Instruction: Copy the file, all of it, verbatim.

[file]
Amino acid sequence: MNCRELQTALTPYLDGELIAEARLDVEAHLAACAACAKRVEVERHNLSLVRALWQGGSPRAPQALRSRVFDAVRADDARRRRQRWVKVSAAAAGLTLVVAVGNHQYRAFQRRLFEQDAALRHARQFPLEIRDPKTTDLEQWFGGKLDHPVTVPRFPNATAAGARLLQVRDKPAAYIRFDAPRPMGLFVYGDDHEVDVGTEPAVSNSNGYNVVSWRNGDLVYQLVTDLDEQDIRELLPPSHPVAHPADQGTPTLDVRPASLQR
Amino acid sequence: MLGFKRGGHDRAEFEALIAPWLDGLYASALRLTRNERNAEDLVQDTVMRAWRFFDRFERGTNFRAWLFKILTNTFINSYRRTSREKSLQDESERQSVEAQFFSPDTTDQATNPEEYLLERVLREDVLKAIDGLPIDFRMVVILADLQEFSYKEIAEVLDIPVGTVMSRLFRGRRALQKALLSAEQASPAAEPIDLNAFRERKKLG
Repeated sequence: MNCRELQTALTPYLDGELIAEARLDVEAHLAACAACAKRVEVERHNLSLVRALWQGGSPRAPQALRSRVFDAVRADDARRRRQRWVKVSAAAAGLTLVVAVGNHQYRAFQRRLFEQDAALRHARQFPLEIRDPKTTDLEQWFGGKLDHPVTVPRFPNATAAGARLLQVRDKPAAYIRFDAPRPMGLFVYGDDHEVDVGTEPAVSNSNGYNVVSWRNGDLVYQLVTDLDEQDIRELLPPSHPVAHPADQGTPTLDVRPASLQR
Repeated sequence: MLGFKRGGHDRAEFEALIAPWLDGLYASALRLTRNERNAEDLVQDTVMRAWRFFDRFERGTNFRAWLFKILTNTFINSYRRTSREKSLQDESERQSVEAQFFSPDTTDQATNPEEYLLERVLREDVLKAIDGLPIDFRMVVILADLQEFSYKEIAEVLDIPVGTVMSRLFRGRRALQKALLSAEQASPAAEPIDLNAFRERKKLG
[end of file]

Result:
Amino acid sequence: MNCRELQTALTPYLDGELIAEARLDVEAHLAACAACAKRVEVERHNLSLVRALWQGGSPRAPQALRSRVFDAVRADDARRRRQRWVKVSAAAAGLTLVVAVGNHQYRAFQRRLFEQDAALRHARQFPLEIRDPKTTDLEQWFGGKLDHPVTVPRFPNATAAGARLLQVRDKPAAYIRFDAPRPMGLFVYGDDHEVDVGTEPAVSNSNGYNVVSWRNGDLVYQLVTDLDEQDIRELLPPSHPVAHPADQGTPTLDVRPASLQR
Amino acid sequence: MLGFKRGGHDRAEFEALIAPWLDGLYASALRLTRNERNAEDLVQDTVMRAWRFFDRFERGTNFRAWLFKILTNTFINSYRRTSREKSLQDESERQSVEAQFFSPDTTDQATNPEEYLLERVLREDVLKAIDGLPIDFRMVVILADLQEFSYKEIAEVLDIPVGTVMSRLFRGRRALQKALLSAEQASPAAEPIDLNAFRERKKLG
Repeated sequence: MNCRELQTALTPYLDGELIAEARLDVEAHLAACAACAKRVEVERHNLSLVRALWQGGSPRAPQALRSRVFDAVRADDARRRRQRWVKVSAAAAGLTLVVAVGNHQYRAFQRRLFEQDAALRHARQFPLEIRDPKTTDLEQWFGGKLDHPVTVPRFPNATAAGARLLQVRDKPAAYIRFDAPRPMGLFVYGDDHEVDVGTEPAVSNSNGYNVVSWRNGDLVYQLVTDLDEQDIRELLPPSHPVAHPADQGTPTLDVRPASLQR
Repeated sequence: MLGFKRGGHDRAEFEALIAPWLDGLYASALRLTRNERNAEDLVQDTVMRAWRFFDRFERGTNFRAWLFKILTNTFINSYRRTSREKSLQDESERQSVEAQFFSPDTTDQATNPEEYLLERVLREDVLKAIDGLPIDFRMVVILADLQEFSYKEIAEVLDIPVGTVMSRLFRGRRALQKALLSAEQASPAAEPIDLNAFRERKKLG